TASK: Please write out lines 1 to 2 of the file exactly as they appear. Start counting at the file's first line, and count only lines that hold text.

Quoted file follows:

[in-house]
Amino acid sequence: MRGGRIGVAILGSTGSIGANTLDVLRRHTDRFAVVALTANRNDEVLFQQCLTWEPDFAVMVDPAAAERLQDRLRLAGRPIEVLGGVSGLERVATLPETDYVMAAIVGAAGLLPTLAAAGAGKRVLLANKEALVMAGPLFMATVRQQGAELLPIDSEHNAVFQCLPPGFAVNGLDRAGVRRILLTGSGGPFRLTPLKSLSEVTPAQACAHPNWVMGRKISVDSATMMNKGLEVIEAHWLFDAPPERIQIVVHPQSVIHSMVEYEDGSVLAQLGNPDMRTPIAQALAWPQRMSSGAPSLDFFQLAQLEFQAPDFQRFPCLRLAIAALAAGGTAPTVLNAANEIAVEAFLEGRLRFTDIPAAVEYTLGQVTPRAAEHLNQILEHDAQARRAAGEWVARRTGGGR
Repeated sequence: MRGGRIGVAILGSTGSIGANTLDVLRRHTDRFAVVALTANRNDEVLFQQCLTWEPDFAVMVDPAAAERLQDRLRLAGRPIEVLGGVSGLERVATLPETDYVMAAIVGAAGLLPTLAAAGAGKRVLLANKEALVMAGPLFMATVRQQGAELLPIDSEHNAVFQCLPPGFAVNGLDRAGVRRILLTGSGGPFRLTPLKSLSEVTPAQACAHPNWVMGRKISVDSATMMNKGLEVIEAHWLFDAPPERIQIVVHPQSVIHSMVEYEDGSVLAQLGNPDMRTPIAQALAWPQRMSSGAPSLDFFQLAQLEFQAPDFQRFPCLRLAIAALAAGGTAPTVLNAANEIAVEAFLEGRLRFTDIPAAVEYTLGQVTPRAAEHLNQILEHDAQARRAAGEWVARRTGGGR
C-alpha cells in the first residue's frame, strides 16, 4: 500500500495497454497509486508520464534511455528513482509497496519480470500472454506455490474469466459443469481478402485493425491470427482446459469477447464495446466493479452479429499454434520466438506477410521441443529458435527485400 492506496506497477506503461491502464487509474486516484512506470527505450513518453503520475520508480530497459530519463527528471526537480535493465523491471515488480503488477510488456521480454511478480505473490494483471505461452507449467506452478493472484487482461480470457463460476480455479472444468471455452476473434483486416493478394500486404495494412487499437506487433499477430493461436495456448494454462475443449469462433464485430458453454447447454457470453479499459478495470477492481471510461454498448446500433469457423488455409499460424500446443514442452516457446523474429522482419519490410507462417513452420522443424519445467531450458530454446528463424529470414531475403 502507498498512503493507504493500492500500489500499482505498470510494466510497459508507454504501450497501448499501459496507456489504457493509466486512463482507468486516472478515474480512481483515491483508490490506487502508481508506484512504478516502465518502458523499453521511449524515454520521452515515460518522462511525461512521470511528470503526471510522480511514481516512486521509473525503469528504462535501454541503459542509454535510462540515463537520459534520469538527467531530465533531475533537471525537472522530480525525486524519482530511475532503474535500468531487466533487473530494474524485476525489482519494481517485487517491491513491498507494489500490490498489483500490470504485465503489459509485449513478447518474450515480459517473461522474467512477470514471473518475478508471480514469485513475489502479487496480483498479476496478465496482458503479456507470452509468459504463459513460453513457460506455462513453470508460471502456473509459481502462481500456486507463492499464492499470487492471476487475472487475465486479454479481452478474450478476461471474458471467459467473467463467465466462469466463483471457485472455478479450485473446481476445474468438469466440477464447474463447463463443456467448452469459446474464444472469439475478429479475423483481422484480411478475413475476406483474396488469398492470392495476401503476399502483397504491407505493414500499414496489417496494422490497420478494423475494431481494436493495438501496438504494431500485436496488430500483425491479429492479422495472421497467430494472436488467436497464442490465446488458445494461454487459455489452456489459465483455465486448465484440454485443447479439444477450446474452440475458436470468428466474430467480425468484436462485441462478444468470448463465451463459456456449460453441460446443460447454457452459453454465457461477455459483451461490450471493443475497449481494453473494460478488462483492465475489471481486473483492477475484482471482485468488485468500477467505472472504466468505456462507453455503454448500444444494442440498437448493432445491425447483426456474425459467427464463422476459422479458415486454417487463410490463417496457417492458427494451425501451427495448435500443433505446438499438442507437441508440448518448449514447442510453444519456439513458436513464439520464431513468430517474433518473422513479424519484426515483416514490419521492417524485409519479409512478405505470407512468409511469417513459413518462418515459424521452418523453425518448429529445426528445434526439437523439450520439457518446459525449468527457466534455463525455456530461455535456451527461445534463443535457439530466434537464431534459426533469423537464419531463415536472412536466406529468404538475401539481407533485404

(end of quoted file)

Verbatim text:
[in-house]
Amino acid sequence: MRGGRIGVAILGSTGSIGANTLDVLRRHTDRFAVVALTANRNDEVLFQQCLTWEPDFAVMVDPAAAERLQDRLRLAGRPIEVLGGVSGLERVATLPETDYVMAAIVGAAGLLPTLAAAGAGKRVLLANKEALVMAGPLFMATVRQQGAELLPIDSEHNAVFQCLPPGFAVNGLDRAGVRRILLTGSGGPFRLTPLKSLSEVTPAQACAHPNWVMGRKISVDSATMMNKGLEVIEAHWLFDAPPERIQIVVHPQSVIHSMVEYEDGSVLAQLGNPDMRTPIAQALAWPQRMSSGAPSLDFFQLAQLEFQAPDFQRFPCLRLAIAALAAGGTAPTVLNAANEIAVEAFLEGRLRFTDIPAAVEYTLGQVTPRAAEHLNQILEHDAQARRAAGEWVARRTGGGR